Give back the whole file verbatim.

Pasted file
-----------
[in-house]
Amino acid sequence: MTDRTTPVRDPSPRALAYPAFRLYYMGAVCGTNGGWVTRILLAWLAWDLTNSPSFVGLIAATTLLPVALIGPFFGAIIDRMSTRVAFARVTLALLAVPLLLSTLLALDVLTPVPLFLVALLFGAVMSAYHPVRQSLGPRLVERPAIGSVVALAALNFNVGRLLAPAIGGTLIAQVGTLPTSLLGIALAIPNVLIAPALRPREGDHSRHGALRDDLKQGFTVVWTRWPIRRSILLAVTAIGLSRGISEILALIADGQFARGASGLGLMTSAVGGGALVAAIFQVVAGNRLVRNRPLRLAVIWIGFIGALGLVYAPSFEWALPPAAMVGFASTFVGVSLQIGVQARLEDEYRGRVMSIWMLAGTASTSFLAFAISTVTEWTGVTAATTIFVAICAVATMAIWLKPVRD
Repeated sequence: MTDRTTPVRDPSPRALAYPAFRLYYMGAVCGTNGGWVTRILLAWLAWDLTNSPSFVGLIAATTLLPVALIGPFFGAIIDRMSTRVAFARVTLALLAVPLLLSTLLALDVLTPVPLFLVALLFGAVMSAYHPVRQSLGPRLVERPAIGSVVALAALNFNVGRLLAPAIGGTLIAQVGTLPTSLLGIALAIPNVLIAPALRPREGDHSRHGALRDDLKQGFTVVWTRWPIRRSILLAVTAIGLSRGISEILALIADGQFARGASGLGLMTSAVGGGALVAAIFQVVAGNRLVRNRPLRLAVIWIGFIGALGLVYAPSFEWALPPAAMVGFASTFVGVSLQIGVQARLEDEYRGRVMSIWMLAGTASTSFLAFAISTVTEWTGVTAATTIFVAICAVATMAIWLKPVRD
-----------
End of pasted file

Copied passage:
[in-house]
Amino acid sequence: MTDRTTPVRDPSPRALAYPAFRLYYMGAVCGTNGGWVTRILLAWLAWDLTNSPSFVGLIAATTLLPVALIGPFFGAIIDRMSTRVAFARVTLALLAVPLLLSTLLALDVLTPVPLFLVALLFGAVMSAYHPVRQSLGPRLVERPAIGSVVALAALNFNVGRLLAPAIGGTLIAQVGTLPTSLLGIALAIPNVLIAPALRPREGDHSRHGALRDDLKQGFTVVWTRWPIRRSILLAVTAIGLSRGISEILALIADGQFARGASGLGLMTSAVGGGALVAAIFQVVAGNRLVRNRPLRLAVIWIGFIGALGLVYAPSFEWALPPAAMVGFASTFVGVSLQIGVQARLEDEYRGRVMSIWMLAGTASTSFLAFAISTVTEWTGVTAATTIFVAICAVATMAIWLKPVRD
Repeated sequence: MTDRTTPVRDPSPRALAYPAFRLYYMGAVCGTNGGWVTRILLAWLAWDLTNSPSFVGLIAATTLLPVALIGPFFGAIIDRMSTRVAFARVTLALLAVPLLLSTLLALDVLTPVPLFLVALLFGAVMSAYHPVRQSLGPRLVERPAIGSVVALAALNFNVGRLLAPAIGGTLIAQVGTLPTSLLGIALAIPNVLIAPALRPREGDHSRHGALRDDLKQGFTVVWTRWPIRRSILLAVTAIGLSRGISEILALIADGQFARGASGLGLMTSAVGGGALVAAIFQVVAGNRLVRNRPLRLAVIWIGFIGALGLVYAPSFEWALPPAAMVGFASTFVGVSLQIGVQARLEDEYRGRVMSIWMLAGTASTSFLAFAISTVTEWTGVTAATTIFVAICAVATMAIWLKPVRD